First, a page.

Never mind, I guess I had some invalid text formatting in there. Onward!
Tasted lightly chilled, of course.
Very pale yellow; virtually translucent when held up to the light. Even for grigio, this was light. Its legs were wide-spaced (~2cm on a rather large glass) and thin.
First scent I got was, oddly enough, oak. A lot of oak; if I didn't know better, I would've guessed this was a Chardonnay (a crisp one; this thing wasn't buttery). Subtle pear, apple, and a light floral scent at the end.
After 15 minutes, the pear emerged much stronger, and the oak quieted down to a slight hint.
Ah, the crux. Tart, for a grigio, with a mild alcohol burn on the tip of the tongue. The apple came out along with a hint of the pear, but overall it was rather dry. Not a fruity white at all; surprising (in my experience) for this varietal. Mild-heavy acid. Lingers well on the palate; the apple surges forward and recedes into citrus (mostly lemon, hint of orange perhaps). The acid really kicks in at the end, and almost transitions to buttery, but not unpleasantly so.
After 15 minutes, the lemon emerges much stronger, perhaps due as much to time as it is to warming up.
Light fish (trout, bass, tilapia), maybe an herb-butter chicken breast. Definitely not built for high-acid foods.
It should be noted that at this point I had a glass and a half or so of the grigio in me, but I think my notes are still solid.
New/dark brick; translucent at the center, but nice gradient inwards. Reminiscent of light cherry; very pretty, but not like the deep ruby of a gorgeous petit. Medium-width closely-spaced legs (~.5-1cm).
Heavy on the jam! Strawberry comes to mind first, carrying with it mild-heavy currant and just a touch of tobacco (or perhaps leather).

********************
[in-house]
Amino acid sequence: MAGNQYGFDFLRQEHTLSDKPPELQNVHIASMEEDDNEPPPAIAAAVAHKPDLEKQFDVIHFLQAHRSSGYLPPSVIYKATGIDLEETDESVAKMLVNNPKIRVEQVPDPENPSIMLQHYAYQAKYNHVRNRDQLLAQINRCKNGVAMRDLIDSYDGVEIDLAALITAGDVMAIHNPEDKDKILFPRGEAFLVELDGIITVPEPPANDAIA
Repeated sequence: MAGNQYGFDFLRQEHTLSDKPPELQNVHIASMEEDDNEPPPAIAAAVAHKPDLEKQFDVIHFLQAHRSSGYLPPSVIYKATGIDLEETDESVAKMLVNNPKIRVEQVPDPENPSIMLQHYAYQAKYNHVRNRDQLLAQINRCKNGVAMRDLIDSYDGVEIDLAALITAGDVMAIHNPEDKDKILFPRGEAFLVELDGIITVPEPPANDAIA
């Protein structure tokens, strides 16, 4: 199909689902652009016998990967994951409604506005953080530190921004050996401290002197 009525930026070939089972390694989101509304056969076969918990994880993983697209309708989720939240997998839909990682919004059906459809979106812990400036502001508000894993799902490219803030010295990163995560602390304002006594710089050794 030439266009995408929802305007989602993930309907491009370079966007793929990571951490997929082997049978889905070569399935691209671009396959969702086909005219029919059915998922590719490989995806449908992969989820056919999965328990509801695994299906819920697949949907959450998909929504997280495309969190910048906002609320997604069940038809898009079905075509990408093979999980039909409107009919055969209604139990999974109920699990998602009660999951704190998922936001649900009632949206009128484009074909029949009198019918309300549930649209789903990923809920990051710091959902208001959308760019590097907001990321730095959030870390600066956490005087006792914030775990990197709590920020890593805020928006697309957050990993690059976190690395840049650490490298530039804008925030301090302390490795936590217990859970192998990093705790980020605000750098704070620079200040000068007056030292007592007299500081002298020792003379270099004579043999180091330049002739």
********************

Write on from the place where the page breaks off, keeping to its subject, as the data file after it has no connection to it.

15 minutes brought the currant out to "strong", along with mild plum and a light earthiness, for lack of a better description.
Immediate response: tobacco in the nose is definitely present, almost prominent. The raspberry also comes out, but not overwhelming; it brings a pleasant tartness. Very light alcohol burn to it; after the grigio, it's almost unnoticeable, but it becomes stronger when it hits the back of the throat. Low acid and tannin content--I would definitely say this wine is not built for long-term aging.
After 5 minutes, the plum emerges stronger than before; raspberry quiets down a bit, which is nice. The tartness was almost overwhelming at the start.
After 10, it's reminiscent of a pinot noir, actually: a light fruit splash with a lingering salty-ish finish. Mild strawberry (quieted down a bit too). The complexity doesn't really linger on the palate; probably about 5 seconds or so. As it lingers, it fades to a mild acidity with a light currant aftertaste.
Finally, after 15 minutes, the currant re-emerges as the dominant force. Raspberry also comes back with a punch, but much less tart than before. Almost like the berries ripened ;) The Pinot-like saltiness is almost completely gone again, and the tannins have emerged, transitioning from low to mild.
Basically, things that you would pair with sangiovese: tomato pasta, pork chops; non-smoky foods would be my suggestions. Definitely not a big meal like barbecue or grilled foods.
Both wines were decent, and rather surprising. The grigio was much more chardonnay-like than I anticipated, with hints of butter and little of the strong fruit I usually associate with it. Still, it's a refreshing wine, and would do well as a summer glass.
The Barbera surprised me simply with its variety; it transformed so many times, I was hard-pressed to keep track. I'm continuing to taste, but I think my palate is becoming suspect. I'll post additional comments tomorrow after a good day of exposure to see how they hold up.